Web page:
Sunday, January 04, 2009

Hanoi Traffic

So, we've talked about motorbike traffic in Vietnam.

But it is different in Hanoi. In Saigon, it is a delicate, if potentially deadly, dance of organized anarchy. It is teamwork, loud, scary, and thrilling, but collegial, smiling and epitomizing a certain kind of other-worldly social arrangement you read about in books.

Hanoi, Hanoi, Hanoi....

Not so here. We were warned of this in our travel books. Watch out! Follow locals across the street. People don't go around you. Watch out! Maybe just hide in a bathroom.

Well, that was about right. First, people don't slow down when you cross. They tend to accelerate toward you. They make no effort to go around you until the last second if you are willing to play chicken, but of course at the last second they have very few options, and they are moving very quickly. People will be sitting at a red light, and you go to cross, and they take off (still at a red light) and go right at you. In alleys they whack you with their handlebars.

And they honk. There is nothing I've ever heard like it. First, the minibikes all have very loud, very high pitched horns (maybe this is why Hanoians yell when they talk--their hearing has been permanently damaged--I actually believe this is why). The horns are the loudest horns in history.

Now, the horn is used frequently in Vietnam, to signal a turn, a merge, a sudden movement, distaste, approval, hello, and "I'd like this traffice to be moving faster." But in Hanoi, that's only the tip of the iceberg. If you only honked this much, you'd be run off the road. I imagine that each driver imagines a world of molasses in front of him, that can only be parted by the soundwaves of his horn. Which is why he honks constantly. Some actually hold it down for ten to thirty seconds at a time. I'd be willing to bet an average driver honks at least 7 times per block, and more like 17 if he is male. I'm not kidding. People actually drive cars with one hand on the wheel and the other on the horn.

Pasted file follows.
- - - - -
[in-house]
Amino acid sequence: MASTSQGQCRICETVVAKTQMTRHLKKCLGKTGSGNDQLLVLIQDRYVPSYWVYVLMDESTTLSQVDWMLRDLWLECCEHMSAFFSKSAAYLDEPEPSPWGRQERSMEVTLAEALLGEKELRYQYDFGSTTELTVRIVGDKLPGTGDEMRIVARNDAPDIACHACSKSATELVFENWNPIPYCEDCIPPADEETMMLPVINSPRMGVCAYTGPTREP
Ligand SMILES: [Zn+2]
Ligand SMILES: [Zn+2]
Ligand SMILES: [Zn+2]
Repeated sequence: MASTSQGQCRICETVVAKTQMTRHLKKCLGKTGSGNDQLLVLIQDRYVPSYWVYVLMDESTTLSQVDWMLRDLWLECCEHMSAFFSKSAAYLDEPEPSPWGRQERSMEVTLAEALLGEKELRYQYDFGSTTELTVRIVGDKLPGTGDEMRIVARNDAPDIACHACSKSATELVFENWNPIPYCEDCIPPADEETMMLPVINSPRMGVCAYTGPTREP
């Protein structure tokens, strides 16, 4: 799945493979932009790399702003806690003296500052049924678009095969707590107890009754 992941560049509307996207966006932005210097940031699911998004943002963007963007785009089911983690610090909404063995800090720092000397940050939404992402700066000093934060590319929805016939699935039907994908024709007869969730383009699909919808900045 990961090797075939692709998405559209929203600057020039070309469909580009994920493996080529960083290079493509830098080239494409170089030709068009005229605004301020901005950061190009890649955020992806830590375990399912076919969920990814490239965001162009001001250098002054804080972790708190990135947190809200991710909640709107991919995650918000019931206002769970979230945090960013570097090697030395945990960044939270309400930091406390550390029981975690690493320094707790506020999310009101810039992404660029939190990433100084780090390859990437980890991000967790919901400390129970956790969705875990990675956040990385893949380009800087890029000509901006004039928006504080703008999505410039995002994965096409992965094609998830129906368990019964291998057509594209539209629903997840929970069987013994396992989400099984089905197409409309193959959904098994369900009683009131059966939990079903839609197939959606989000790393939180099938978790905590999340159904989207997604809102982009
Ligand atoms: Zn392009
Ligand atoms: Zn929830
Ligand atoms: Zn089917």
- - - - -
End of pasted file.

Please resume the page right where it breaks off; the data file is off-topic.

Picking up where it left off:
Now, imagine this in the little alley with the people sitting in it outside our hotel. Now imagine people holding their horns down, in an alley, because a woman might be walking down the alley and they want by. Loud, high pitched, and held down. At SIX THIRTY in the morning.

I've learned something about Vietnam. There are cultural differences between Americans and Vietnamese. Certain things that might seem rude to Americans aren't to Vietnamese, and vice versa. But the Hanoians are aggressive and rude at an international standard. It's the state of nature on the road.

I should say that I had an important experience. A young woman was coming toward me (face on face) in an alley. I've gotten pretty used to yielding nothing (not my most charming point, but very useful in Hanoi). So I was walking straight at her (Trina in tow). She stuttered on her bike, and we tried to go around each other, and didn't pull it off (she was going slow). Her bike started to fall. She was small, clearly terrified and overwhelmed. I caught her, and her bike, and helped her on to the bike and got her going again.

I was reminded of something important. Hanoians on bikes are like packs of hyenas. But the person on each bike is still a person, with hopes, dreams and a mom. It really seems like some forget then when they are driving, but I forget it too, and that's not good either.

Fortunately, I'm writing this from another city, so I did happen to survive Hanoi traffic. Granted, I used locals as human shields...

And, why do they even bother with these signs??

1 comment:

hiro said...

Wandered around and happened to see your post. You may be right about the traffic situation in Hanoi but you are wrong about Hanoians. What you felt is just from a different (and lack of thorough study) view of a foreigner? On another hand, if you want to know what Hanois truely looks like , come in February, around the time of Lunar New Year when the people from outside provinces have gone back home.